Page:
In response to an FT article by Martin Wolf on 26th August 2014, entitled 'Opportunist shareholders must embrace commitment'
How do you square your admonitions to the market with the conditions created by Central Banks?
They've spent six years printing money. The main effects of this funny money have been:
1. It has enabled their mates on Wall Street to repair their balance sheets (after a fashion)
2. It has unleashed an unprecedented upsurge in speculative behaviour from the recipients of the largesse - the banks and the 0.1%
3. It has facilitated the S&P500 to borrow at ZIRP in order to buy back their own shares, thus inflating the share price, thus inflating the EPS, thus inflating their bonuses. The insiders and the activist shareholders are well aware of this, as are the Fed. Just before it bursts the insiders will exit first, indeed they are already doing so. When the bubble bursts, which it will very soon in my opinion, the Executives will leave or get fired, leaving the next CEO to repair the balance sheet.
4. It has encouraged Fund Managers to buy stock at valuations they know are absurd, but they have mandates to fill…and if they want to keep their jobs…
5. It has been Christmas almost every day for the carry trade, with the accompanying problems of boom-bust that creates for emerging markets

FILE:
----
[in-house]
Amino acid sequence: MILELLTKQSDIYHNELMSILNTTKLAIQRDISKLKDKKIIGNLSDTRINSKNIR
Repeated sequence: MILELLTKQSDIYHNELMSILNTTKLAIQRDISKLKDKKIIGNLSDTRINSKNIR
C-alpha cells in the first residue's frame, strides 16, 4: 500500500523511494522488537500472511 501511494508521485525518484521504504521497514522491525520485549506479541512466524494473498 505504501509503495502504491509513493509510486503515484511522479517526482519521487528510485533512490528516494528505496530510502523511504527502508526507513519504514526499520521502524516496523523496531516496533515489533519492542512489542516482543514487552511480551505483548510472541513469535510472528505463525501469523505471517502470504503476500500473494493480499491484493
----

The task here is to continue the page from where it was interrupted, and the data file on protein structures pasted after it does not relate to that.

6. It has fuelled a reach for yield that has produced a market where people are getting 6% for ten year paper three levels down from investment grade.
And why are we here? Because first Alan Greenspan, then Ben Bernanke thought that they could create prosperity with free money and a printing press. Because they were looking after their mates. Because they were propping up a government that spends trillions on guns and butter - except now the butter is margarine, and before long it will be dry bread when the unfunded liabilities come home to roost - revealing the fact that governments are insolvent, not illiquid - insolvent.
In short, how on earth do you expect your thesis, however clever it sounds, to make the slightest bit of difference to the dystopian nightmare that the Central Banks are in the process of creating, and which the governments have encouraged, through the double dose of economic morphine that is Friedmanite money printing and Keynesian fiscal fantasy?
The market has to clear Mr Wolf, it is an ersatz market, fed upon by ersatz banks, bled dry by ersatz governments, given intellectual respectability by ersatz economists and hubristic control freaks, who don't know the first thing about markets or human behaviour...and who refuse to tell the truth…they haven't got the foggiest idea what they are doing.